So it is clear: every single meeting should be open to every single type of alcoholic. In respect of alcoholics, we want to be inclusive, not exclusive. No alcoholic should be barred, or even discouraged from going to any AA meeting because of whatever else they are (although they can be barred for what they do when they get there, as mentioned before). For example, some meetings in Great Britain aimed at a particular type of alcoholic, for example, a gay group, must have the words “non restrictive” included in the meeting description. The phrase is included to comply with Traditions 5 and 3. However, there is still a debate regarding this matter. Some would say, along with the writer, that even with the phrase “non restrictive” the effect is still to favour some alcoholics and discourage others, and so is against the spirit of the tradition which says specifically that membership should never depend on conformity.
Coming back to that phrase in the long form of Tradition Three: “any two or three people gathered together to form an AA group may call themselves an AA group provided that they have no other affiliation.” This means that any group will go into the directory as long as it decides to call itself an AA group. They do not even have to conform to the traditions. The exception is if there is an affiliation to another organisation or class of people, actual or implied (this is clarified further in the long form of Tradition 6). For example, in London there are some meetings that will only admit doctors and others that will admit only lawyers. This is considered an implied affiliation to their respective professions. So AA says to them, of course you are free to meet, but you can’t call yourselves an AA meeting and we will not put you in the AA directory. Those who see Men’s, Womens, Young People’s, Gay and Lesbian meetings as having a similar affiliation, argue that they should be removed from the directory too (a point hotly disputed by the groups themselves). In reporting this, there is no suggestion here that any AA member is anything but genuine in wishing to see the Traditions applied, or in wanting best for all alcoholics. More often that not, the difference arises not because any party has a lack of regard for the Traditions, but because of an honest difference in how the spirit of the Traditions can be applied.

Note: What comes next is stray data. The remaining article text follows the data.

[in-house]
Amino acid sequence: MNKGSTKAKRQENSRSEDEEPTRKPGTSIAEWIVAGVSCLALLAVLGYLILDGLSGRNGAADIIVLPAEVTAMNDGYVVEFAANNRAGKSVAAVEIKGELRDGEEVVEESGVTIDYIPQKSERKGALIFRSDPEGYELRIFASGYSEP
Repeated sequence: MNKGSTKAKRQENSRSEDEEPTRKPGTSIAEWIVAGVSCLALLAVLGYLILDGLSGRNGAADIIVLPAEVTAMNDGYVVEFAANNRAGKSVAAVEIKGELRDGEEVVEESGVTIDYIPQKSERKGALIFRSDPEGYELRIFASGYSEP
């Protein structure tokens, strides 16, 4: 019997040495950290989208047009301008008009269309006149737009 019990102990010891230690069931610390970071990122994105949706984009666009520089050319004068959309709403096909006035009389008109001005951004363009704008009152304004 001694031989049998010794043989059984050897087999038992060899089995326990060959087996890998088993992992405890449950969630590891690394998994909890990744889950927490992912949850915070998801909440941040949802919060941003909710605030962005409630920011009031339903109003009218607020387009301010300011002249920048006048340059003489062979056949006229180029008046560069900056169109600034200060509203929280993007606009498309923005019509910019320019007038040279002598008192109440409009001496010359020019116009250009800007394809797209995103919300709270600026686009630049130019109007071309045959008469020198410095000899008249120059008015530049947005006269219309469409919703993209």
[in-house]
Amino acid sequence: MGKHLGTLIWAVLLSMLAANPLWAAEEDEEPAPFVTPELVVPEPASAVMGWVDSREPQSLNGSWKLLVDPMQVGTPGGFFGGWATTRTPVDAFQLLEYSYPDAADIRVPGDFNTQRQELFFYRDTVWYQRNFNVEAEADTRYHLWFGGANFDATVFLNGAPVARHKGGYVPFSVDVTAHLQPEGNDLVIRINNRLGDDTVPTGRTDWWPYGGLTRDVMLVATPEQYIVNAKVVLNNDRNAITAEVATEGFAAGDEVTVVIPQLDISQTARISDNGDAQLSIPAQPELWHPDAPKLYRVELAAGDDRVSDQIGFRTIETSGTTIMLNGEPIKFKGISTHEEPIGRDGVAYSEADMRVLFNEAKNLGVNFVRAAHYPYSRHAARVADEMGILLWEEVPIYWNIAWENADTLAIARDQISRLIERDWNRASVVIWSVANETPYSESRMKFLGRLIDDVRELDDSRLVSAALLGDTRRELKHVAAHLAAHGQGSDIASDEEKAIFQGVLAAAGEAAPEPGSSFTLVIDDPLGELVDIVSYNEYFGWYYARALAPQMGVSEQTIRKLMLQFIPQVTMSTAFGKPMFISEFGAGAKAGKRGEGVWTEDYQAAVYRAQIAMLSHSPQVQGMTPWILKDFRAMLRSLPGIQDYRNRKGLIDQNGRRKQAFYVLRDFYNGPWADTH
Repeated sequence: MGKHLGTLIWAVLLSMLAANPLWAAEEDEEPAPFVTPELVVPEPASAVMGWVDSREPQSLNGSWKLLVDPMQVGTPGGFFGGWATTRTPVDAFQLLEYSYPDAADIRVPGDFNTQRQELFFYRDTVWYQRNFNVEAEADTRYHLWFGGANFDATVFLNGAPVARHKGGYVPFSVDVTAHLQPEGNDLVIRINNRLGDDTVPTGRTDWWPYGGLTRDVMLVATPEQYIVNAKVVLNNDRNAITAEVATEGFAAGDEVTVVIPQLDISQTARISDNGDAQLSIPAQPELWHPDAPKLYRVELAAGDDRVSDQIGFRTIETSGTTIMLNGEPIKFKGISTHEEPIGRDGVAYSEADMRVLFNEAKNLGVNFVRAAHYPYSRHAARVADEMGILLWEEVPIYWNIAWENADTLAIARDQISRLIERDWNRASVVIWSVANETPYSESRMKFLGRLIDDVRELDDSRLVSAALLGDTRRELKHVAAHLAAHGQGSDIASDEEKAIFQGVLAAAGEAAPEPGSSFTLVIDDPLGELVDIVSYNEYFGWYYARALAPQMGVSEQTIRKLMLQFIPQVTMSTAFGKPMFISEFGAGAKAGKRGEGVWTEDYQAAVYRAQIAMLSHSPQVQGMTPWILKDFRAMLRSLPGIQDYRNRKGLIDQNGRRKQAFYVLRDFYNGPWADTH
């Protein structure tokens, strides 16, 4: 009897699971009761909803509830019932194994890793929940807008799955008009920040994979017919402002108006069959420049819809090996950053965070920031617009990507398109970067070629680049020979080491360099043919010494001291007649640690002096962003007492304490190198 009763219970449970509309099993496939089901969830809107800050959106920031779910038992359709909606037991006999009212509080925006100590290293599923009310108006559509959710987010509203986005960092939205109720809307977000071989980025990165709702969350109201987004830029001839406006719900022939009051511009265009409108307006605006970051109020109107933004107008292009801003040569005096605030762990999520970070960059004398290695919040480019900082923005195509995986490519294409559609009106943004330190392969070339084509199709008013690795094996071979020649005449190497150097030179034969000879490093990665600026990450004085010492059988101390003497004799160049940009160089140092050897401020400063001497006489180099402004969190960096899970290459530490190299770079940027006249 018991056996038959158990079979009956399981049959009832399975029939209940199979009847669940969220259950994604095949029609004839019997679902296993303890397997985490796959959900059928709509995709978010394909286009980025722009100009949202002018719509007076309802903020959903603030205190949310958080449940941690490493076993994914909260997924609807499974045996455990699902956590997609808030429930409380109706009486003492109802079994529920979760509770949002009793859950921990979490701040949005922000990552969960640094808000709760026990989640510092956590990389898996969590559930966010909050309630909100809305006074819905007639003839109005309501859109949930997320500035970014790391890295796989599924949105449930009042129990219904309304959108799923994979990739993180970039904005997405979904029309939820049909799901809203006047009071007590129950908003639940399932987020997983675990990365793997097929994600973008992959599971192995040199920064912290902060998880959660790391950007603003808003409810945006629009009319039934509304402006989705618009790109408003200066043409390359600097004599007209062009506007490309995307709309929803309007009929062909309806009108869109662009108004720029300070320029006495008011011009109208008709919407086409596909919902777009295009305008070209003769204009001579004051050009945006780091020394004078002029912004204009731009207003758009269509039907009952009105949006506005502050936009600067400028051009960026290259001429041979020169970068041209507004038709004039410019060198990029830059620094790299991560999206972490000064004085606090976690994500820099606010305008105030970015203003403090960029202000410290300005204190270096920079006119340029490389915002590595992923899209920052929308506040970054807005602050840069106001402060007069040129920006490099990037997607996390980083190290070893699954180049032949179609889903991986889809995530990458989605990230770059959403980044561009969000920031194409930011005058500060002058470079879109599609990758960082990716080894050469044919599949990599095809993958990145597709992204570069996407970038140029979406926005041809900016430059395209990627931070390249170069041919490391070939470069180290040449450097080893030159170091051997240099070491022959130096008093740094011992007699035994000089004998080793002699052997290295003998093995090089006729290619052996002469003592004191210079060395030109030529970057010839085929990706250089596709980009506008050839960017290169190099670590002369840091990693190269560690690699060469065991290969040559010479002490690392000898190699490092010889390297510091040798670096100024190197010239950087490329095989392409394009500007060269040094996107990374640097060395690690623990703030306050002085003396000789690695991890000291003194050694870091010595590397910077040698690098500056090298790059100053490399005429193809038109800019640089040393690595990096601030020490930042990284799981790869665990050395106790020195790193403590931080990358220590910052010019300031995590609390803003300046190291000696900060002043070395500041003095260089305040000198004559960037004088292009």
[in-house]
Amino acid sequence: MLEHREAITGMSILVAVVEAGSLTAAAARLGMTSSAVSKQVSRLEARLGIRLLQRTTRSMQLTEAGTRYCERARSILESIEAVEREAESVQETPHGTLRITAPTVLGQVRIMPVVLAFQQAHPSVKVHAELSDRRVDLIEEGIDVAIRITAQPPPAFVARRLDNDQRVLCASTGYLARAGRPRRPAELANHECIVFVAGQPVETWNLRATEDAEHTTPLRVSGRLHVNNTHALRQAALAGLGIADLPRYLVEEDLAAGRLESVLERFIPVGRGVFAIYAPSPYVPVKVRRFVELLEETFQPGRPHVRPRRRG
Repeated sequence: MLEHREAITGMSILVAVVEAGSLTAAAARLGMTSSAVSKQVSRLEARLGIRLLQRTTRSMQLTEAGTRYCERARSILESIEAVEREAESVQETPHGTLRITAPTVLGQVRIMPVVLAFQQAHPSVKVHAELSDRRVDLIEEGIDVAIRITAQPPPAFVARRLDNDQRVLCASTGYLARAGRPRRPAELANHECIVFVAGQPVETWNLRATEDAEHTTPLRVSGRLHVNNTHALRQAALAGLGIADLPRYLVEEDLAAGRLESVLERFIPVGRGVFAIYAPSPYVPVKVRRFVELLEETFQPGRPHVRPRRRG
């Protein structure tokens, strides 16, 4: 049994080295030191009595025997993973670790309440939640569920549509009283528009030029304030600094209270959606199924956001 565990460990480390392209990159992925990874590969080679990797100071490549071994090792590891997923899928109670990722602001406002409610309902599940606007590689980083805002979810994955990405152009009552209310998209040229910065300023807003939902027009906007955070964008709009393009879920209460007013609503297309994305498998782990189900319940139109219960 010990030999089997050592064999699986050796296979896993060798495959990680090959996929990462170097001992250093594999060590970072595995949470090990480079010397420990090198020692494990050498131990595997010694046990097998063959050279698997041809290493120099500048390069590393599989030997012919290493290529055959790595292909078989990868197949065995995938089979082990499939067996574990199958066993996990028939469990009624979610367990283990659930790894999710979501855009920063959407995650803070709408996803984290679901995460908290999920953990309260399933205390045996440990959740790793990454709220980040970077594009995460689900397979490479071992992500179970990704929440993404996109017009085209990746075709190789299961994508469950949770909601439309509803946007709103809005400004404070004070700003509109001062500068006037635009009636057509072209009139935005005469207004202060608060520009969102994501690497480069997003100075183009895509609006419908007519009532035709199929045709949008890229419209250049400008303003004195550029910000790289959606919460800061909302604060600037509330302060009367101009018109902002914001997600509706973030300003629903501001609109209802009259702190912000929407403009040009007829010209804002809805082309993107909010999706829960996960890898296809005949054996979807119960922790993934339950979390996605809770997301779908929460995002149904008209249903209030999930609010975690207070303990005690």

There is one other thing. Tradition Three, states in its full form, that AA groups are for those who wish to recover from alcoholism. So a meeting is for those who can say they are alcoholics (or those who think that they might be). A combination of Tradition 3 and Tradition 5 reinforces the preamble and Step 12. An AA meeting is a place where one drunk helps another – this is how we solve our ‘common problem’, as referred to in the Preamble. The reason we keep going to meetings is because Step 12 tells us we must pass on what we have received. In accordance with this no one should share at an AA meeting until they are able to identify themselves as an alcoholic. And we should identify ourselves as an alcoholic only. We should not, for example, call ourselves ‘addict’ or even ‘addict/alcoholic’. If we broaden the scope from our focus on alcoholism alone, we are being diverted from our primary purpose and reducing each member’s opportunity to practise Step 12; and accordingly, reducing our chance to stay sober. Anyone can be a member of AA if the say they are and so when anyone in AA says: ‘My name is [NAME] and I am an alcoholic.’ No one can tell me I’m not.